What possible motives are exposed in The Devil in the White City? Why is so important to try to understand the motives of a person like Holmes?

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Lori Steinbach | High School Teacher | (Level 3) Distinguished Educator

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It's been a while since I read this book, but I remembered reading something from the author regarding Holmes's motives.  Here it is:

"Exactly what motivated Holmes may never be known" [p. 395].

We know he was content at times, but not always.  We know he was a trained doctor who apparently enjoyed the "science" of death and dying and decomposition.  We know he moved deliberately to be in a place and time where he could readily supply himself with fresh victims whose disappearance would probably not be noticed for a long time, if at all.  We know he was ingenious at eluding capture for all manner of crimes, big and small.  We know he didn't appear to have much remorse for what he was doing--not surprising for a man capable of such attrocities.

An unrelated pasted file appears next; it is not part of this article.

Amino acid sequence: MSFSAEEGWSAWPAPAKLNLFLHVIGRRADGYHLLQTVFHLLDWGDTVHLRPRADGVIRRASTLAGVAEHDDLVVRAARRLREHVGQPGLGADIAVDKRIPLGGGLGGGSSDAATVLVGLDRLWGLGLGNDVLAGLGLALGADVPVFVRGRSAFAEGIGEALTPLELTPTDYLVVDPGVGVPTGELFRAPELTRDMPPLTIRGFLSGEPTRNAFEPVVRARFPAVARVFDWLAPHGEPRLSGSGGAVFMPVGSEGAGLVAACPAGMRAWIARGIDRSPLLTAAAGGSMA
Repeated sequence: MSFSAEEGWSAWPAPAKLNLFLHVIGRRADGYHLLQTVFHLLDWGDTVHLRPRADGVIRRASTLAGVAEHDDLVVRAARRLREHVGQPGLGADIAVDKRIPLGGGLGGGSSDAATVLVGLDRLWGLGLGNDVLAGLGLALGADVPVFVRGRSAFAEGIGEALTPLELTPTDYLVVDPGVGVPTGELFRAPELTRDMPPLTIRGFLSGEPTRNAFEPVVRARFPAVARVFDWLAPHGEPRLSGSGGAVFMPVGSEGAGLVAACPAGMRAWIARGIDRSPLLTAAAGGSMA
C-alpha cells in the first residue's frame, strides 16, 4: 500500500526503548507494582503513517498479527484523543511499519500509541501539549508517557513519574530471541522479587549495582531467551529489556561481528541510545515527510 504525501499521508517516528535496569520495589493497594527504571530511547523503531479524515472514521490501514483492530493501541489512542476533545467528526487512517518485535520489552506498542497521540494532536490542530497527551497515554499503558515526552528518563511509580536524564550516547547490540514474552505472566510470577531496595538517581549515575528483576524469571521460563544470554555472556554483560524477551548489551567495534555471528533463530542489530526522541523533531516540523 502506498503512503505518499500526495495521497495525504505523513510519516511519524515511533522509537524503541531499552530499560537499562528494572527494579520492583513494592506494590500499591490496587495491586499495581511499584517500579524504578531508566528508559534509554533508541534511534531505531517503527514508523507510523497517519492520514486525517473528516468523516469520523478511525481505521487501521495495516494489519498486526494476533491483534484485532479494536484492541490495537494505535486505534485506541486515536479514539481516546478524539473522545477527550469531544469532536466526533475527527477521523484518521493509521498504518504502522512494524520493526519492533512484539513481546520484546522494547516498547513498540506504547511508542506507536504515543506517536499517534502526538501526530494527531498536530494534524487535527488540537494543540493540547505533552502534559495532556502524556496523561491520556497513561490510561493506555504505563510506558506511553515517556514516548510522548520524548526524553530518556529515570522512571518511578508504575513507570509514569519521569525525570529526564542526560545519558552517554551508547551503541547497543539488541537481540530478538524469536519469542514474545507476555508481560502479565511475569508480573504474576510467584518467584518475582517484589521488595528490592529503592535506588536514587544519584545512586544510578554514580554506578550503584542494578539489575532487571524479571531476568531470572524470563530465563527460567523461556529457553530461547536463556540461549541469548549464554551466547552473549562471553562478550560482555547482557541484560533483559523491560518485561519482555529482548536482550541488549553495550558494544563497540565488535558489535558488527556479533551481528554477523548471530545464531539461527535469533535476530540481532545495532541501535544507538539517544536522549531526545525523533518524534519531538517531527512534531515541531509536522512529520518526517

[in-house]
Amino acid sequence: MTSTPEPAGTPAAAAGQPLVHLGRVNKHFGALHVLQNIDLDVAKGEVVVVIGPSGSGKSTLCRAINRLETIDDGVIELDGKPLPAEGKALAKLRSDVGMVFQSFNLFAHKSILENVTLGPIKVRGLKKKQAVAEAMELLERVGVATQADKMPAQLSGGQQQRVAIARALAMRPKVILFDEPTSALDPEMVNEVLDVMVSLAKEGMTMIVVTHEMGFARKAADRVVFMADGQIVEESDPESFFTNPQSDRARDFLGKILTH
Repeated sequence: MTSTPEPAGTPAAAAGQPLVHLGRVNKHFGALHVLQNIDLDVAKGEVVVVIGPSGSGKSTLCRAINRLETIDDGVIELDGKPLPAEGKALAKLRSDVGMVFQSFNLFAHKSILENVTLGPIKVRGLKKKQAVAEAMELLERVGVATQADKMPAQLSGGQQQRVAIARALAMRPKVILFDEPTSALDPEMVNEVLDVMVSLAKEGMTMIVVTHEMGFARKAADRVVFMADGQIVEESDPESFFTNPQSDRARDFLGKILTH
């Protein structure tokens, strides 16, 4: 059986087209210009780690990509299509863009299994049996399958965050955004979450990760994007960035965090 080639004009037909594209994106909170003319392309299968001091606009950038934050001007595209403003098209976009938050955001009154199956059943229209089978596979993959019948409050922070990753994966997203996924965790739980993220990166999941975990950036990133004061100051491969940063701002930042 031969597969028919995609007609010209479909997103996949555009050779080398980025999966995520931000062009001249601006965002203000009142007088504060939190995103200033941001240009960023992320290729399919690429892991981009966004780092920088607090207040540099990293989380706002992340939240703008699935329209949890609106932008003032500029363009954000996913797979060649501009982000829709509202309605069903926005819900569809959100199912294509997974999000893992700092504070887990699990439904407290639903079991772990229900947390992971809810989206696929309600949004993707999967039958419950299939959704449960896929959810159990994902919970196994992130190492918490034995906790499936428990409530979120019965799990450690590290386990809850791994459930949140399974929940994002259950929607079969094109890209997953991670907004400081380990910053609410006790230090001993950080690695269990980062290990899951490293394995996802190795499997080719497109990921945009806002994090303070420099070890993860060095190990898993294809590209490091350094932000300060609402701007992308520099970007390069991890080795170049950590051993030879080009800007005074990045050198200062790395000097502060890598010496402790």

So, all that being true, we still don't really know what prompted him to walk this particular path in life.  In the end, I guess that doesn't really matter very much.  What would we do with the information?  Even knowing, we still wouldn't completely understand his mental derangement.  If we thought it might help us stop the next Holmes, we'd be wrong, as the essence of such a derangement is secrecy and deception--we still wouldn't know it until it was too late to do anything about it.

I guess I'm content to know the what and not the why. 

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